THE Chamber of Mines yesterday said despite the five-year suspension of African National Congress (ANC) Youth League president Julius Malema, its obligation to the league still stands.
"However, we regret that the interaction between the league and its mother body (the ANC) has led to his suspension," chamber CEO Bheki Sibiya said yesterday.
Mr Malema has sought to rally support for nationalisation of mines and the expropriation of land without compensation, citing high levels of poverty and unemployment.
On Wednesday Moody’s rating agency lowered its outlook on SA’s sovereign credit rating to negative from stable, stating that populist pressure and internal strains within the ANC could undermine official commitment to low budget deficits and debt targets.
Last month Mr Sibiya accepted a memorandum during a march by the youth league and told reporters the chamber would consider the league’s grievances.
"The ANC Youth League will live and outlive Julius Malema, so the obligations we have with the league still remain unchanged," said Mr Sibiya yesterday.
The South African Institute of Race Relations said: "It would be a mistake (to) interpret Mr Malema’s suspension as the end of political radicalism within the country."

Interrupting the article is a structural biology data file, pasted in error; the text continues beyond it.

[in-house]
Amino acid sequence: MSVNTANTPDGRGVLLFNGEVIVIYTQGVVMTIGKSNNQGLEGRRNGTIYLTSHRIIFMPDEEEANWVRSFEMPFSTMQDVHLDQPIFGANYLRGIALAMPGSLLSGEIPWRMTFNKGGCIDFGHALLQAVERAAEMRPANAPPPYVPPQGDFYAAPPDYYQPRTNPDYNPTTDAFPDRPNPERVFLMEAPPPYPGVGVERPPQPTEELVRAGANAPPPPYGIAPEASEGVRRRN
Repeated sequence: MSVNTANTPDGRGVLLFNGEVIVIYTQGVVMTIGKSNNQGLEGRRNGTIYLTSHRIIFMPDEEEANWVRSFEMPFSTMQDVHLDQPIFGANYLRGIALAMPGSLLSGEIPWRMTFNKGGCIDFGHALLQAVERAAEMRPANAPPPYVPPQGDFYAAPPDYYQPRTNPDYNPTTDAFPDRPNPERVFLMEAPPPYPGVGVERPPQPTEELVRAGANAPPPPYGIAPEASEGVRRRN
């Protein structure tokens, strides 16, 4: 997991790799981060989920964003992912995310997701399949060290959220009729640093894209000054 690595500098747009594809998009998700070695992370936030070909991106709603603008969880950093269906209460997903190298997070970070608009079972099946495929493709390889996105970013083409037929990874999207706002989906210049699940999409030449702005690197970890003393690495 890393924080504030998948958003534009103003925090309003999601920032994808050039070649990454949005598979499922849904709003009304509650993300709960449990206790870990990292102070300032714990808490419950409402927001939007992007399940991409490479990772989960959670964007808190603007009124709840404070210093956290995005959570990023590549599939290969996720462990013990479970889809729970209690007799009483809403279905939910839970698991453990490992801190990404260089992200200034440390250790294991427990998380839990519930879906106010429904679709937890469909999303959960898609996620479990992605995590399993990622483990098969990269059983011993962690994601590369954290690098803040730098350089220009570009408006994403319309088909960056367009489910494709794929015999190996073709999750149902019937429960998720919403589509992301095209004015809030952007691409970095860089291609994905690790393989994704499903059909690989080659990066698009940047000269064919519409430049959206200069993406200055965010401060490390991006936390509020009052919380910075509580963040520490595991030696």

The South African Chamber of Commerce and Industry said it would be difficult to say whether the nationalisation debate would now take a different approach or another leader would "take up Mr Malema’s cause".
"He may be sanctioned, but he could continue on some individual platform. It is too early to tell," CEO Neren Rau said.
Nick Holland, CEO of Gold Fields , said: "Nationalisation was not a serious threat for SA but the significant gap between the haves and the have-nots and the youth. If we don’t improve the lot of the youth, then the country will have a problem in the next five to 10 years," he said.
Mr Sibiya said the Chamber of Mines welcomed Mr Malema’s intended appeal.